The Development Team works to forecast the functionality that will be developed during the Sprint. The Product Owner discusses the objective that the Sprint should achieve and the Product Backlog items that, if completed in the Sprint, would achieve the Sprint Goal. The entire Scrum Team collaborates on understanding the work of the Sprint.The input to this meeting is the Product Backlog, the latest product Increment, projected capacity of the Development Team during the Sprint, and past performance of the Development Team. The number of items selected from the Product Backlog for the Sprint is solely up to the Development Team. Only the Development Team can assess what it can accomplish over the upcoming Sprint.After the Development Team forecasts the Product Backlog items it will deliver in the Sprint, the Scrum Team crafts a Sprint Goal. The Sprint Goal is an objective that will be met within the Sprint through the implementation of the Product Backlog, and it provides guidance to the Development Team on why it is building the Increment.
Having set the Sprint Goal and selected the Product Backlog items for the Sprint, the Development Team decides how it will build this functionality into a “Done” product Increment during the Sprint. The Product Backlog items selected for this Sprint plus the plan for delivering them is called the Sprint Backlog.The Development Team usually starts by designing the system and the work needed to convert the Product Backlog into a working product Increment. Work may be of varying size, or estimated effort. However, enough work is planned during Sprint Planning for the Development Team to forecast what it believes it can do in the upcoming Sprint. Work planned for the first days of the Sprint by the Development Team is decomposed by the end of this meeting, often to units of one day or less. The Development Team self-organizes to undertake the work in the Sprint Backlog, both during Sprint Planning and as needed throughout the Sprint.The Product Owner can help to clarify the selected Product Backlog items and make trade-offs. If the Development Team determines it has too much or too little work, it may renegotiate the selected Product Backlog items with the Product Owner. The Development Team may also invite other people to attend in order to provide technical or domain advice.By the end of the Sprint Planning, the Development Team should be able to explain to the Product Owner and Scrum Master how it intends to work as a self-organizing team to accomplish the Sprint Goal and create the anticipated Increment.
The Sprint Goal is an objective set for the Sprint that can be met through the implementation of Product Backlog. It provides guidance to the Development Team on why it is building the Increment. It is created during the Sprint Planning meeting. The Sprint Goal gives the Development Team some flexibility regarding the functionality implemented within the Sprint. The selected Product Backlog items deliver one coherent function, which can be the Sprint Goal. The Sprint Goal can be any other coherence that causes the Development Team to work together rather than on separate initiatives.As the Development Team works, it keeps the Sprint Goal in mind. In order to satisfy the Sprint Goal, it implements the functionality and technology. If the work turns out to be different than the Development Team expected, they collaborate with the Product Owner to negotiate the scope of Sprint Backlog within the Sprint.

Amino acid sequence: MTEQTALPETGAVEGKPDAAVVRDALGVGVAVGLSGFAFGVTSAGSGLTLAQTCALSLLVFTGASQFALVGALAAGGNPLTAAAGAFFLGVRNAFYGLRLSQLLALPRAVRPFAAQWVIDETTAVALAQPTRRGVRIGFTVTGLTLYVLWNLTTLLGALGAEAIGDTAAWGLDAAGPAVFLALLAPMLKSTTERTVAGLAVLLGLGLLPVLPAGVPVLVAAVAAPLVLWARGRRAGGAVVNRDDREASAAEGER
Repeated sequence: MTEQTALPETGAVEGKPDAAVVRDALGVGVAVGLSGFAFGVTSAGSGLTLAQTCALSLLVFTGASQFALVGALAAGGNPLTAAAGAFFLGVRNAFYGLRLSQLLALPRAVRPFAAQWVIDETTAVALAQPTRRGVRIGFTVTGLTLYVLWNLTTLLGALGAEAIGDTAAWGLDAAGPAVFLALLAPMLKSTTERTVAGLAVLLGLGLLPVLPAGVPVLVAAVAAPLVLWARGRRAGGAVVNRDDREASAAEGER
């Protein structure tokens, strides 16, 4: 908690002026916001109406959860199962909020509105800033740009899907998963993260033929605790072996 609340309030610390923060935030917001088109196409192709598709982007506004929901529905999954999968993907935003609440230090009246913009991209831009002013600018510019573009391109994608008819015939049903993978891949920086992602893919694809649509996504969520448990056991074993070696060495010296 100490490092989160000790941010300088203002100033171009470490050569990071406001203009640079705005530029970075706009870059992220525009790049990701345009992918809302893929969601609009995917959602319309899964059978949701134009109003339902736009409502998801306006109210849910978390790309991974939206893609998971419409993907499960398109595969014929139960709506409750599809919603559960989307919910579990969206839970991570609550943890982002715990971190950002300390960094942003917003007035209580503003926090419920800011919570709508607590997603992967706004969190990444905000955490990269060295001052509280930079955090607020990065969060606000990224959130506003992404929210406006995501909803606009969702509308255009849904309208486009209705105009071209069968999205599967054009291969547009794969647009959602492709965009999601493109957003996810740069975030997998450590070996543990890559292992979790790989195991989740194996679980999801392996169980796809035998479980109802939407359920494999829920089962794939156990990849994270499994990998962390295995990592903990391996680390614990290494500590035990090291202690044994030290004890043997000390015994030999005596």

The Daily Scrum is a 15-minute time-boxed event for the Development Team to synchronize activities and create a plan for the next 24 hours. This is done by inspecting the work since the last Daily Scrum and forecasting the work that could be done before the next one. The Daily Scrum is held at the same time and place each day to reduce complexity. During the meeting, the Development Team members explain:
A Sprint Review is held at the end of the Sprint to inspect the Increment and adapt the Product Backlog if needed. During the Sprint Review, the Scrum Team and stakeholders collaborate about what was done in the Sprint. Based on that and any changes to the Product Backlog during the Sprint, attendees collaborate on the next things that could be done to optimize value. This is an informal meeting, not a status meeting, and the presentation of the Increment is intended to elicit feedback and foster collaboration.This is a four-hour time-boxed meeting for one-month Sprints. For shorter Sprints, the event is usually shorter. The Scrum Master ensures that the event takes place and that attendants understand its purpose. The Scrum Master teaches all to keep it within the time-box.The Sprint Review includes the following elements:
The Sprint Retrospective is an opportunity for the Scrum Team to inspect itself and create a plan for improvements to be enacted during the next Sprint.The Sprint Retrospective occurs after the Sprint Review and prior to the next Sprint Planning. This is a three-hour time-boxed meeting for one-month Sprints. For shorter Sprints, the event is usually shorter. The Scrum Master ensures that the event takes place and that attendants understand its purpose. The Scrum Master teaches all to keep it within the time-box. The Scrum Master participates as a peer team member in the meeting from the accountability over the Scrum process.The purpose of the Sprint Retrospective is to: